Customers have unlimited access to a wide variety of products and services, making it harder now than ever for brands to get and keep their attention. In today’s expectation economy, ecommerce companies have to look to their customer service teams to provide the personalized experiences that will lead to loyalty.
Let’s define the expectation economy, how it affects demand, and what your brand can do now to keep up with the rapid pace of change.
What Is the Expectation Economy?
The expectation economy is the result of customers demanding more from brands, including better products, transparent information, and quality customer experiences.
How Do Expectations Affect Demand?
Customer expectations are directly correlated to the demand for brand experiences. If shoppers believe their needs are being met, they will want a product or service more often.
This means in order for brands to generate demand for their products or services, they have to put more effort into understanding and meeting the modern expectations of their customers.
The Expectation Economy and Customer Service
Customers today want to engage with brands that do the following:
1. Provide a clear understanding of long-term product value.
2. Understand them on an individual level, not as part of a crowd.
3. Surprise and delight them in ways they might not have expected.
Luckily, ecommerce retailers have the power to tackle these expectations right now, using better agent training and technology to provide high-quality experiences.
Give your customers as much information about your products and services to get them the outcomes they need. In a service context, this means training employees to be product experts so they can answer any and all questions on the fly and upgrading your support center to use a centralized knowledge base, where agents and self-service-seeking customers can get all the info they need at once.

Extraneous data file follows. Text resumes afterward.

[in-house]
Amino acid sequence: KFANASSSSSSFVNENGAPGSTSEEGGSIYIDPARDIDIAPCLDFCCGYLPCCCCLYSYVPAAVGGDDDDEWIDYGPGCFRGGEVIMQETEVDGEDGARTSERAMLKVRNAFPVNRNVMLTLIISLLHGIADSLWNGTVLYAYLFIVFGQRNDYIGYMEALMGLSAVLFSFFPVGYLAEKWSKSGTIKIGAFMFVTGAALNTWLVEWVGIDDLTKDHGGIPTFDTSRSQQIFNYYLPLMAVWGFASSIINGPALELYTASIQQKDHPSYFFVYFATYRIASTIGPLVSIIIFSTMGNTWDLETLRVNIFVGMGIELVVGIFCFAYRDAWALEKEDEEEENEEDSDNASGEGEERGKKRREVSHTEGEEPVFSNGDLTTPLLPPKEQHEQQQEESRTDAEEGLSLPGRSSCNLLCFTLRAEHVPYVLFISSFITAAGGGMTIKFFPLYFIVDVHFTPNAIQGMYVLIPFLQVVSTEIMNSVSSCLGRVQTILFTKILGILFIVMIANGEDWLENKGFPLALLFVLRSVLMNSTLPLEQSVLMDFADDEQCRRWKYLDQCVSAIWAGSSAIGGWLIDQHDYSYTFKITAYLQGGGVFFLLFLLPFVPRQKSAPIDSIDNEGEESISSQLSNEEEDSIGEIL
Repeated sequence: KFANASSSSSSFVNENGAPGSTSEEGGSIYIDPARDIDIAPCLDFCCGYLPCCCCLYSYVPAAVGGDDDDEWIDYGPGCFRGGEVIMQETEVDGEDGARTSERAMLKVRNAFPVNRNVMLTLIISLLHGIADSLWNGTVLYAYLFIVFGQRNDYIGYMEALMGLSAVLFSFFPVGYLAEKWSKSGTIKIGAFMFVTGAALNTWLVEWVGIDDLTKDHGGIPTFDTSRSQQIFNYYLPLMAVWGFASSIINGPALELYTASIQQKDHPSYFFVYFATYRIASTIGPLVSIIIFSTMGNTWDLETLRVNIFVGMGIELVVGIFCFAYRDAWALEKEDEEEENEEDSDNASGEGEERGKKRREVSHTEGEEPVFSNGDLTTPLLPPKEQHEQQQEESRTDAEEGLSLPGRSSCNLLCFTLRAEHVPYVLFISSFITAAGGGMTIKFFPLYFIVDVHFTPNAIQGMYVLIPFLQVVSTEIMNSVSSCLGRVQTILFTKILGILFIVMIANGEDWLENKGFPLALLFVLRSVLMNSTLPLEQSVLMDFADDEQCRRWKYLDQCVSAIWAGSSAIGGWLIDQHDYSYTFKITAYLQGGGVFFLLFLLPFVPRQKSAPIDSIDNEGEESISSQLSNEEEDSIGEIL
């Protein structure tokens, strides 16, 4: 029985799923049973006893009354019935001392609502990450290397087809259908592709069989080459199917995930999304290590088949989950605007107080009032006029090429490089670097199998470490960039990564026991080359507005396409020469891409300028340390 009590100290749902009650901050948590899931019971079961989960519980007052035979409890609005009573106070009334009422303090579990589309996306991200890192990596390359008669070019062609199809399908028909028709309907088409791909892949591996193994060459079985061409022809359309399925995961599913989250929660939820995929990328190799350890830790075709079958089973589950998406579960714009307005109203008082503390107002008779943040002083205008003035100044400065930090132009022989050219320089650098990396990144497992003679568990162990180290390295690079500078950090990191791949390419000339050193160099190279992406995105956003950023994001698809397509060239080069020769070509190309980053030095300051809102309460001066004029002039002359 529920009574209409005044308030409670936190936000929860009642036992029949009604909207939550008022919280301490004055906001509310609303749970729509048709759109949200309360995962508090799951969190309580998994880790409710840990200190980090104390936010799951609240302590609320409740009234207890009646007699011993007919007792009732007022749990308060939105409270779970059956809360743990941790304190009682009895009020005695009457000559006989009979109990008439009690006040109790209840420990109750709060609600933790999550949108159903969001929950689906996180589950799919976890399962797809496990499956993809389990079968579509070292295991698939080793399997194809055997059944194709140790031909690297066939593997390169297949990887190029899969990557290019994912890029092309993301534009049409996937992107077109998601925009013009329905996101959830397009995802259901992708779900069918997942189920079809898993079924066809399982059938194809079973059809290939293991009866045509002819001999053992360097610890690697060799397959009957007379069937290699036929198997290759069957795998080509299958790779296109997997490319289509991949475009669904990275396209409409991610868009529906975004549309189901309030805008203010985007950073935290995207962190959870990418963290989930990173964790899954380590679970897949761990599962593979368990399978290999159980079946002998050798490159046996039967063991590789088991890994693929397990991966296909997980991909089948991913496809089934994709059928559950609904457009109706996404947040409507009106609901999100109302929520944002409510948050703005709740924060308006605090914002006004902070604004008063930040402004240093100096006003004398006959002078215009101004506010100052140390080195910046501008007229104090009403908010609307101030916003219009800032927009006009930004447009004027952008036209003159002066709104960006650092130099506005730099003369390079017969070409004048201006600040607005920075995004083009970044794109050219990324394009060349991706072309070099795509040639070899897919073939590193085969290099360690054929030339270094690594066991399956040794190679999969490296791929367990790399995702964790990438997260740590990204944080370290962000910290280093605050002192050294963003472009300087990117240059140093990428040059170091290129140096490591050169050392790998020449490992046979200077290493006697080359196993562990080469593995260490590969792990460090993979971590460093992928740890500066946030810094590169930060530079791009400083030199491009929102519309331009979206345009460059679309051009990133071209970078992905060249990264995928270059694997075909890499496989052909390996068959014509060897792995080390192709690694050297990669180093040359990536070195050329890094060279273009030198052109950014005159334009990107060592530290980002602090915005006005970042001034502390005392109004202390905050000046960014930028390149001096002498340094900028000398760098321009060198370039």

More personalized experiences
The modern customer wants to feel like service is specific to them and their needs. In our 2022 Customer Expectations Report, 73% of customers said they wanted to be “treated like a person, not a case number.”
To achieve that level of personalization, try a few things in your support center, like switching from a ticketed system to a conversation-based one and archiving and referencing customer details whenever they contact your brand.
Proactivity and anticipating needs
Through customer service, your brand can learn from customer behaviors in order to better anticipate their needs so you’re not just reacting to what the expectation economy demands. Start by gathering and interpreting customer insights based on behavioral and service data collected in your support center.
Brand Example: KURU Footwear
KURU Footwear made concerted efforts to create a more anticipatory support center when they brought in Gladly. This included bolstering self-service and Q&A pages and expanding into popular channels to give shoppers access to more information up front. Most significantly, they were also able to better connect with customers and guide them on their purchases by using Gladly to route customers to the same agents they previously spoke with. This allowed agents to be more prepared to understand and meet customer needs. KURU President Sean McGinnis estimates that their support center became 30% more efficient by using Gladly to improve how they dealt with customers.
Gladly and the Expectation Economy
With our innovative, radically personalized support platform, ecommerce brands can keep up with the pace of change inherent to the expectation economy. Gladly provides the transparency, personalization, and proactivity that will prove to shoppers that yours is a brand to shop from again and again.
Customer Expectations Report